I should have appreciated goofy, trying to prove he’s okay Neal more, because now that he’s feeling bad this is all a whole lot scarier.
We’re at Hedgewood. Neal’s tucked into his own, beautiful white room, with a view of the countryside. They have him sedated and all connected to tubes and shit to make sure nothing he exhales gets into the air. We’re not allowed inside the room.
The witches here are all glad to have him here though. They’re glad to have someone to study in their lab, instead of just samples of the fog itself.
Julian and I just sit outside his door in the bright hallway, watching witches come and go. They’ve been very kind to us.
Nothing new to update. Rook called me earlier, just to check in. He doesn’t totally know what to say — there’s nothing TO say — but he checked that I’m eating, and when he found out I wasn’t sleeping he made me go lie down in an actual bed instead of just sitting in the hallway outside Neal’s door and stayed on facetime with me while I lay there, not sleeping.
I can’t stop thinking about the balloon people in fog town, their horrible boneless faces and sagging bodies.
Silvia came and basically told us that all of their initial treatments aren’t working. He’s getting worse.
“From what I understand, his exposure was relatively short, but even so, the fog has taken root in his lungs and is beginning to eat away at them. It seems as though the fog attacks your tissue at a cellular level, transforming the existing cells into more fog.”
According to Silvia though, other patients — the ones her coven mates are working with back at the Infirmament, and the ones that were sent out here — are doing much worse though. At the very least, he’s not getting sick as quickly as other people are.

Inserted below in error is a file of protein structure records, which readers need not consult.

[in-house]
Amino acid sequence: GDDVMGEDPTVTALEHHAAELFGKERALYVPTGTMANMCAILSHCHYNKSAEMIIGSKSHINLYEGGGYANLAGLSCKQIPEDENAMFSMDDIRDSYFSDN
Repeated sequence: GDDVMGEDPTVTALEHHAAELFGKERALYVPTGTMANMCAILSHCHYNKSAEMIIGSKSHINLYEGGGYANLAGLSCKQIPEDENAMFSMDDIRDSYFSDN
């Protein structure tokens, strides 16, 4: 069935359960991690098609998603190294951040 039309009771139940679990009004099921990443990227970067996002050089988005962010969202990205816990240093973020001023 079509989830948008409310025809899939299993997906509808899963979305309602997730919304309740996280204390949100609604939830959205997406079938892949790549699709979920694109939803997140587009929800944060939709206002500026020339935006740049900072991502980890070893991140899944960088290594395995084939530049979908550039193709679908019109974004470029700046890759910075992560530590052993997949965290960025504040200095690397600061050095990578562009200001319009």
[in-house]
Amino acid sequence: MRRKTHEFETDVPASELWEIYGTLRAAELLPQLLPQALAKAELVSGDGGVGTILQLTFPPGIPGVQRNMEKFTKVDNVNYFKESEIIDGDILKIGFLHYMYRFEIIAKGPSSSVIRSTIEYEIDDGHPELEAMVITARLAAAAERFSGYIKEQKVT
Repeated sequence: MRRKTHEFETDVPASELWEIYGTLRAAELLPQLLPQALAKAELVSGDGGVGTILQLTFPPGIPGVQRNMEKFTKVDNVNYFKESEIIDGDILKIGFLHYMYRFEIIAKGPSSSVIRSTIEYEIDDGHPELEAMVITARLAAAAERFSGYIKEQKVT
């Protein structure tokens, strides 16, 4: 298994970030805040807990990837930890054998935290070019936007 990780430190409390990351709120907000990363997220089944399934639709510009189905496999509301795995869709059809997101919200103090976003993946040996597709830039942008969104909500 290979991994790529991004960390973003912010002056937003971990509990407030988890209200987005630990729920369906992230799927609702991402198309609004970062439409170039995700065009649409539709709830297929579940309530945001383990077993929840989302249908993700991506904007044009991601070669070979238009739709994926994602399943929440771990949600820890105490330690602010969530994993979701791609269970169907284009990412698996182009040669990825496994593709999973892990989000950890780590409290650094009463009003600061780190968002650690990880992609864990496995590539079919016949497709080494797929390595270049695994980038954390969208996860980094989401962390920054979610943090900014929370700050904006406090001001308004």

“Do we need to start calling people?” Julian asked.
“I’m confidant that we have some time,” she said. “We’re removing any excess fog, and slowing the process as much as we can. And I promise, our witches are even now in the lab working as fast they can. Even a few months ago, we would not have been powerful enough to face down something like this, but our powers have expanded tenfold very quickly. Even now, we have a cure we suspect will work.”
Julian blanched. “Will you try it?”
“Yes,” Silvia replied, very patient. “But not before we’re confident that it won’t cause more harm than good.” She reached and took his hand. “The body is a delicate mechanism. It does not always like magic, and we do not always understand the way magic and matter interact.”
“I’d rather he have a chance than none at all,” Julian said.
“And I’d rather we slow this as much as we can and give him the best cure we can.”
Julian nodded, and wrapped an arm around me.
“At this time, we can’t allow anyone inside to see him,” Sylvia went on. “And if at any point we realize there is nothing more we can do for him but help him pass over comfortably, you’ll be the first to know. We haven’t reached that point yet, but I do recommend letting his loved ones know what is happening. Just in case you do have to make the second call.”
Julian nodded again.
I’m worried he’s only barely holding it together. I want to tell him to go and be wild for a while, but I also don’t want to be alone here. Especially if Neal gets worse.
Julian called Jasper, Louie, Cara, Beverly and eventually Celeste. He told them not to come yet, that Neal’s sedated, and we can’t go see him. Everyone is scared. My body feels cold all the time.
It’s super late, probably like 3 am. I just woke up because witches came suddenly running up the hall and into Neal’s room. They’re all quiet and purposeful, everyone moving around each other frictionlessly, a fluid choreography. I can feel the strange, smoky, electricity of magic in the air. All Julian and I can do is stand in the hall and watch.
He stopped breathing. We’re not sure why his lungs aren’t working already. I forget the witch’s name who’s in there right now, but she’s got a hand on his chest and is basically using magic to be his lungs.
Julian called Jasper and Bev, they’re flying in tomorrow.
I keep trying to think of a way to end this post, but I have nothing to say and nothing to do except write everything down